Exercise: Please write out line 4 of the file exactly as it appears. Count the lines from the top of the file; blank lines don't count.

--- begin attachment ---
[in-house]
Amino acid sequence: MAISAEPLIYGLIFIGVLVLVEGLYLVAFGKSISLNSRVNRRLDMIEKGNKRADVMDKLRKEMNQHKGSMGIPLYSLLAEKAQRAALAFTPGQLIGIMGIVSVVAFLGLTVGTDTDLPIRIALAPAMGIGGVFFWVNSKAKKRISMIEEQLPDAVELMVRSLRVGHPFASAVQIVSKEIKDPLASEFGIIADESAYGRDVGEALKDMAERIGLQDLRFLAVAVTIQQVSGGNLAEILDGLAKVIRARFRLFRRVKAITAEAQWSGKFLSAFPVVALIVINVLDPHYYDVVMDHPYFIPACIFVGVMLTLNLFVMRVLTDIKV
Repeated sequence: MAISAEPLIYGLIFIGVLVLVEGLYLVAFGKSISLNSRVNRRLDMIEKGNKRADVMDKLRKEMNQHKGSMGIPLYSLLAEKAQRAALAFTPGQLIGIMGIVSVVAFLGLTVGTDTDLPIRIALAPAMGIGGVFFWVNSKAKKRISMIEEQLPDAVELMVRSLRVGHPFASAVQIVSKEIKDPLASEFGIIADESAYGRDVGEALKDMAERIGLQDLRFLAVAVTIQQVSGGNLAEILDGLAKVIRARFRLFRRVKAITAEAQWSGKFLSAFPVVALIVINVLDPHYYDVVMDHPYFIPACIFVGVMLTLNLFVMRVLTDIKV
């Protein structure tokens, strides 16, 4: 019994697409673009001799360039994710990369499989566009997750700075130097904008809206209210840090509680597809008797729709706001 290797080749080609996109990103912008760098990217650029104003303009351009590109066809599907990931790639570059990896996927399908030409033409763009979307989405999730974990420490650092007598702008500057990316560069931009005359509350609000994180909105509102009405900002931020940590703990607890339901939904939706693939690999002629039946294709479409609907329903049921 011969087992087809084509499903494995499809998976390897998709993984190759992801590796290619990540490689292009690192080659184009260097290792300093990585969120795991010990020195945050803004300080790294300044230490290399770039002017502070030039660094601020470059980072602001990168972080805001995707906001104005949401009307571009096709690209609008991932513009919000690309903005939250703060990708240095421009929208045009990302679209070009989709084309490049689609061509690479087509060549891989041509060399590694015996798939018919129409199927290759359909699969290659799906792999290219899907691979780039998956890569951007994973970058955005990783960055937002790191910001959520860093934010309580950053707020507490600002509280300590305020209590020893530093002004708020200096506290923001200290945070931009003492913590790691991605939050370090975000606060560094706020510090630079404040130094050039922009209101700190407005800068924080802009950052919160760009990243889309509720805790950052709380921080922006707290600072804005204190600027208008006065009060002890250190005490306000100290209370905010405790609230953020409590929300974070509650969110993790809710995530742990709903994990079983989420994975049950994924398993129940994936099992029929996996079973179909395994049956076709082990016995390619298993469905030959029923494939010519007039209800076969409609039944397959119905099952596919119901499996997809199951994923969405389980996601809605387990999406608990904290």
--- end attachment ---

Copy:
């Protein structure tokens, strides 16, 4: 019994697409673009001799360039994710990369499989566009997750700075130097904008809206209210840090509680597809008797729709706001 290797080749080609996109990103912008760098990217650029104003303009351009590109066809599907990931790639570059990896996927399908030409033409763009979307989405999730974990420490650092007598702008500057990316560069931009005359509350609000994180909105509102009405900002931020940590703990607890339901939904939706693939690999002629039946294709479409609907329903049921 011969087992087809084509499903494995499809998976390897998709993984190759992801590796290619990540490689292009690192080659184009260097290792300093990585969120795991010990020195945050803004300080790294300044230490290399770039002017502070030039660094601020470059980072602001990168972080805001995707906001104005949401009307571009096709690209609008991932513009919000690309903005939250703060990708240095421009929208045009990302679209070009989709084309490049689609061509690479087509060549891989041509060399590694015996798939018919129409199927290759359909699969290659799906792999290219899907691979780039998956890569951007994973970058955005990783960055937002790191910001959520860093934010309580950053707020507490600002509280300590305020209590020893530093002004708020200096506290923001200290945070931009003492913590790691991605939050370090975000606060560094706020510090630079404040130094050039922009209101700190407005800068924080802009950052919160760009990243889309509720805790950052709380921080922006707290600072804005204190600027208008006065009060002890250190005490306000100290209370905010405790609230953020409590929300974070509650969110993790809710995530742990709903994990079983989420994975049950994924398993129940994936099992029929996996079973179909395994049956076709082990016995390619298993469905030959029923494939010519007039209800076969409609039944397959119905099952596919119901499996997809199951994923969405389980996601809605387990999406608990904290």